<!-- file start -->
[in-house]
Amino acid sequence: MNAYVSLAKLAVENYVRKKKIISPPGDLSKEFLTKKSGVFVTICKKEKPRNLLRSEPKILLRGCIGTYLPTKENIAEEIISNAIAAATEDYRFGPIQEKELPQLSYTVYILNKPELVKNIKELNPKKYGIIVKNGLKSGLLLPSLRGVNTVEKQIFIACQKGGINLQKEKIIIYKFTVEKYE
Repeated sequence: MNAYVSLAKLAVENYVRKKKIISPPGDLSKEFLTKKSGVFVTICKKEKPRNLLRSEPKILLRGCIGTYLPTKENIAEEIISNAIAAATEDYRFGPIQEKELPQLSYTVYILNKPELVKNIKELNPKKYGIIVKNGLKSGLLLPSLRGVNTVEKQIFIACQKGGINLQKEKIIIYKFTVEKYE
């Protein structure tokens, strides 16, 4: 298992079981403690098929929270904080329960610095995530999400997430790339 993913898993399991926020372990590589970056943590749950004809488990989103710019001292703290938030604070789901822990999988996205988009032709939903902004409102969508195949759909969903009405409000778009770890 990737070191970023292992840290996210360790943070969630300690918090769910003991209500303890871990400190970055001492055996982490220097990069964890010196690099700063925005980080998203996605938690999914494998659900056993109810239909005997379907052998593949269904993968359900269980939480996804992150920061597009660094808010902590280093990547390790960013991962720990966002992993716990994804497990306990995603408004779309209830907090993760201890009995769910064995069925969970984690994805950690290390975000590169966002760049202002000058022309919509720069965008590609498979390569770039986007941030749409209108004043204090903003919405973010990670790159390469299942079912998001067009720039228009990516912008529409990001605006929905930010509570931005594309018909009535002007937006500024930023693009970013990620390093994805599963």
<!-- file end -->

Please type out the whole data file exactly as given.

[in-house]
Amino acid sequence: MNAYVSLAKLAVENYVRKKKIISPPGDLSKEFLTKKSGVFVTICKKEKPRNLLRSEPKILLRGCIGTYLPTKENIAEEIISNAIAAATEDYRFGPIQEKELPQLSYTVYILNKPELVKNIKELNPKKYGIIVKNGLKSGLLLPSLRGVNTVEKQIFIACQKGGINLQKEKIIIYKFTVEKYE
Repeated sequence: MNAYVSLAKLAVENYVRKKKIISPPGDLSKEFLTKKSGVFVTICKKEKPRNLLRSEPKILLRGCIGTYLPTKENIAEEIISNAIAAATEDYRFGPIQEKELPQLSYTVYILNKPELVKNIKELNPKKYGIIVKNGLKSGLLLPSLRGVNTVEKQIFIACQKGGINLQKEKIIIYKFTVEKYE
């Protein structure tokens, strides 16, 4: 298992079981403690098929929270904080329960610095995530999400997430790339 993913898993399991926020372990590589970056943590749950004809488990989103710019001292703290938030604070789901822990999988996205988009032709939903902004409102969508195949759909969903009405409000778009770890 990737070191970023292992840290996210360790943070969630300690918090769910003991209500303890871990400190970055001492055996982490220097990069964890010196690099700063925005980080998203996605938690999914494998659900056993109810239909005997379907052998593949269904993968359900269980939480996804992150920061597009660094808010902590280093990547390790960013991962720990966002992993716990994804497990306990995603408004779309209830907090993760201890009995769910064995069925969970984690994805950690290390975000590169966002760049202002000058022309919509720069965008590609498979390569770039986007941030749409209108004043204090903003919405973010990670790159390469299942079912998001067009720039228009990516912008529409990001605006929905930010509570931005594309018909009535002007937006500024930023693009970013990620390093994805599963």